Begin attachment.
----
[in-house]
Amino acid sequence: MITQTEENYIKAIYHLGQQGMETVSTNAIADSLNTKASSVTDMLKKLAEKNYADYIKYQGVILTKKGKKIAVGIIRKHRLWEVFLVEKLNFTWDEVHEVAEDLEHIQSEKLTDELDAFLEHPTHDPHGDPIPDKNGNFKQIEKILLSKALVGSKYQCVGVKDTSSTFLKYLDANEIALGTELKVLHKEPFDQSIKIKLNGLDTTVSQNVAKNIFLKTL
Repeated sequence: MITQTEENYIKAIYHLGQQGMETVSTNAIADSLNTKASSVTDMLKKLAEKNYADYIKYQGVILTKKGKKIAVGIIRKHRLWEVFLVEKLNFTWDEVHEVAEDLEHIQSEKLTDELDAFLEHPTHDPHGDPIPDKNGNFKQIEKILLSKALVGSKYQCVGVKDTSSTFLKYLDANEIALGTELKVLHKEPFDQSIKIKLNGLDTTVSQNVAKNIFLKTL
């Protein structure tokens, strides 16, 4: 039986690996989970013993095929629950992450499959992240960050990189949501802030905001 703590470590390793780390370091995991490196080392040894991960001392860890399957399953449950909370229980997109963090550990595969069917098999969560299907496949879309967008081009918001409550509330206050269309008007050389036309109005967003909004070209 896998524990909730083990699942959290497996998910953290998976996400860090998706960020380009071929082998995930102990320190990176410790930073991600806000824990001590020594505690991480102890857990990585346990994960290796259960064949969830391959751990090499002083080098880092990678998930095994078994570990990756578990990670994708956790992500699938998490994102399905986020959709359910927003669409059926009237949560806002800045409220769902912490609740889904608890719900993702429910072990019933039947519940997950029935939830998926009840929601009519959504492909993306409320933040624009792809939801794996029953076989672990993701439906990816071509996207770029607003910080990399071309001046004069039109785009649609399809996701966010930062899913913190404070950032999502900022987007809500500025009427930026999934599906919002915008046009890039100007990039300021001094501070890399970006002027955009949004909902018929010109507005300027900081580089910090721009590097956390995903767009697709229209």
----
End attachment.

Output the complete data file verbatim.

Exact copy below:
[in-house]
Amino acid sequence: MITQTEENYIKAIYHLGQQGMETVSTNAIADSLNTKASSVTDMLKKLAEKNYADYIKYQGVILTKKGKKIAVGIIRKHRLWEVFLVEKLNFTWDEVHEVAEDLEHIQSEKLTDELDAFLEHPTHDPHGDPIPDKNGNFKQIEKILLSKALVGSKYQCVGVKDTSSTFLKYLDANEIALGTELKVLHKEPFDQSIKIKLNGLDTTVSQNVAKNIFLKTL
Repeated sequence: MITQTEENYIKAIYHLGQQGMETVSTNAIADSLNTKASSVTDMLKKLAEKNYADYIKYQGVILTKKGKKIAVGIIRKHRLWEVFLVEKLNFTWDEVHEVAEDLEHIQSEKLTDELDAFLEHPTHDPHGDPIPDKNGNFKQIEKILLSKALVGSKYQCVGVKDTSSTFLKYLDANEIALGTELKVLHKEPFDQSIKIKLNGLDTTVSQNVAKNIFLKTL
């Protein structure tokens, strides 16, 4: 039986690996989970013993095929629950992450499959992240960050990189949501802030905001 703590470590390793780390370091995991490196080392040894991960001392860890399957399953449950909370229980997109963090550990595969069917098999969560299907496949879309967008081009918001409550509330206050269309008007050389036309109005967003909004070209 896998524990909730083990699942959290497996998910953290998976996400860090998706960020380009071929082998995930102990320190990176410790930073991600806000824990001590020594505690991480102890857990990585346990994960290796259960064949969830391959751990090499002083080098880092990678998930095994078994570990990756578990990670994708956790992500699938998490994102399905986020959709359910927003669409059926009237949560806002800045409220769902912490609740889904608890719900993702429910072990019933039947519940997950029935939830998926009840929601009519959504492909993306409320933040624009792809939801794996029953076989672990993701439906990816071509996207770029607003910080990399071309001046004069039109785009649609399809996701966010930062899913913190404070950032999502900022987007809500500025009427930026999934599906919002915008046009890039100007990039300021001094501070890399970006002027955009949004909902018929010109507005300027900081580089910090721009590097956390995903767009697709229209």